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Antonio Bonombra was born 1430 in Province of Savona, Liguria, Italy and died 1480 of unspecified causes.

Antonio Bonombra was probably born in the province of Savona, Liguria in the first half of the 15th century. XV. He entered the Augustinian convent of Oulx. He had several positions such as apostolic notary in Genoa and chaplain of the hospital of San Biagio, near Genoa.

On May 4, 1467, on a proposal by Cardinal Alain de Coet, Antonio Bonombra was appointed Bishop of Accia in Corsica, seat vacant since 1466, when Giovanni Andrea di Bussi had been transferred to the bishopry of Aleria.

The Diocese of Accia, although very poor and of little importance, was the object of conflicting claims. A former bishop Natalino di Omessa (?-?) (also known as Fra 'Antonio), though canonically elected bishop of Accia in November 1450, had been deposed and excommunicated by the pope the following year for not paying the dues to the Vatican. Di Ormessa had continued to claim his title and exert his episcopal functions, even after the appointment of Di Bussi. His position had been strengthened by the ruling in his favor by an ecclesiastic court held in Biguglia. However, Bonombra acted with great firmness against his rival and was able to secure his position as bishop of Accia.

During his episcopate, Antonio Bonombra received a series of additional assignments by Pope Paul II. In December 1467, together with the Bishop of Nebbio, he was appointed to settle a land dispute between the priest Abramo Da Belgodere and the monastery of San Venerio del Tino in Portovenere. As apostolic delegate, Bonombra repeatedly summoned the parties to his presence, but, as Abramo Da Belgodere failed to appear before the court, the dispute dragged on until June 1458 without a settlement.

In 1469 Paul II gave Bonombra the responsibility of monitoring the spread of a heretical movement in Corsica and in August 1470 appointed him general collector of taxes for the entire island.

On 20 September the same year he was again appointed by the pope as arbiter and judge in a dispute between the bishop of Mariana and Cardinal Francesco della Rovere. It must be assumed that during this assignment significant ties were created between della Rovere and Bonombra, because when, the following year, the cardinal was elected pope under the name Sixtus IV, he called Bonombra to Rome as one of his aides.

The most important mission assignted to Antonio Bonombra was to accompny Princess Sophia Palaiologina, as papal legate and apostolic nuncio, during her voyage to Moscow. The wedding by proxy of the princess with the Grand Duke of Moscow Ivan III was celebrated by the pope on June 1, 1472, and the princess was travelling to Moscow to meet her new spouse. The pope had seen the marriage as a way of creating a rapprochement between the Catholic and the Orthodox churches. Anotnio Bonombra's mission also covered regions as remote as Pommerania in the north or the Genovese colony of Caffa in the south.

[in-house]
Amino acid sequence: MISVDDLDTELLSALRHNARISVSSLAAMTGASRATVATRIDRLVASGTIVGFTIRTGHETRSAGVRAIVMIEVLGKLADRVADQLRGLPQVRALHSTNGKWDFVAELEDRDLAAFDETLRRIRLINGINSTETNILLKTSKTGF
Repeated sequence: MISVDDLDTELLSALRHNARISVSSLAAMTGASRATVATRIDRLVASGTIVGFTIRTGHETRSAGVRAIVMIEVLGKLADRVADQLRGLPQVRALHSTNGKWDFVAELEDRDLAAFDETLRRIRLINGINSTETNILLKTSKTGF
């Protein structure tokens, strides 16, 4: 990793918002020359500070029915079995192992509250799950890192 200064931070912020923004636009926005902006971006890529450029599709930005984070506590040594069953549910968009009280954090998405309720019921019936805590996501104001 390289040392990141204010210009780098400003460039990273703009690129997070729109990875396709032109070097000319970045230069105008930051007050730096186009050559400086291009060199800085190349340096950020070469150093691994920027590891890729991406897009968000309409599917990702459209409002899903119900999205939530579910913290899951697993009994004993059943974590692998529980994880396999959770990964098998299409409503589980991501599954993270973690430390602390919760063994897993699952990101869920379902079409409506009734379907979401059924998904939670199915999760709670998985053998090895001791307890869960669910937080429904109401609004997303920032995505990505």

On June 20, Bonombra received 600 ducats for the expenses of the mission which included several other Italians. The voyage crossed [[Italy[[ and Germany and was marked by ceremonial stops in Siena, Bologna, Vicenza, Nüremberg and Lübeck, which was reached on September 1. Normally travelers to Russia followed the land route through Poland. However, as Ivan III was at war with Poland the sea route over the Baltic Sea from Lübeck to Kolyvan (now Tallin), which took 11 days, was preferred. The voyage continued through Yuryev (now Tartu), Pskov and Novgorod. Finally on November 12, 1472 Sofia Palailogina and her suite arrived in Moscow.

After attending the wedding ceremony in Moscow celebrated by Metropolitan Philip of Moscow, Bonombra extend his stay at the court of Ivan III until January 1473. There are several contemporary notates describing his activities in Moscow. Venetian sources, accuse Bonombra, a Genovese, of exerting a nocive and perfidious influence on the Tsar against Venetian interests [1] Russian sources, who always designate him as cardinal Antonio, though Bonombra never had this title) emphasize the religious disputes and emphasize his inability to defend his views in front of the dialectics of Orthodox theologians. In any case, the mission did not meet the Vatican's expectations of reducing the divergence between the two churches.

Antonio Bonombra left Moscow, on January 26 with rich gifts. On the return journey he passed through the Grand Duchy of Lithuania and Poland, where he was received with great honors.

It seems that, after his mission to Moscow, pope Sixtus IV gave Antonio Bonombra had other important assignments.

He died before April 14, 1480 (date of appointment of his successor [[Bartolomeo Pannoli (1512-?) as bishop of Accia), probably in Corsica.

References

  • </references>
  • [ http://www.treccani.it/enciclopedia/antonio-bonombra_(Dizionario-Biografico)/ G. Balbi - L'encicloppedia italiana Treccani.it]
  • Le carte del monastero di S. Venerio del Tino relative alla Corsica, a cura di G. Pistarino, Torino 1944
  • P . Pierling - La Russie et l'Orient. Mariage of a Tsar - Paris 1891
  • A. Ferretto - Per Antonio Bonombra, vescovo di Accia (1467-80) - Giornale ligustico, XX (1897), pp. 168-171
  • P. Pierling, La Russie et le Saint-Siège - Paris 1906
  • I. Rinieri - I vescovi della Corsica - Arch. stor. di Corsica VII (1931), p. 55;
  • L. von Pastor - Storia dei papi, vol. II - Roma 1942
  • Dictionnaire d'Histoire et de Géographie Ecclésiastique, Vol. IX


Residences

Footnotes (including sources)

Afil

  1. ^ P. Pierling - Un vénitien à Moscou au XV e siècle - Revue des questions historiques, XLVII [1890], pp. 600
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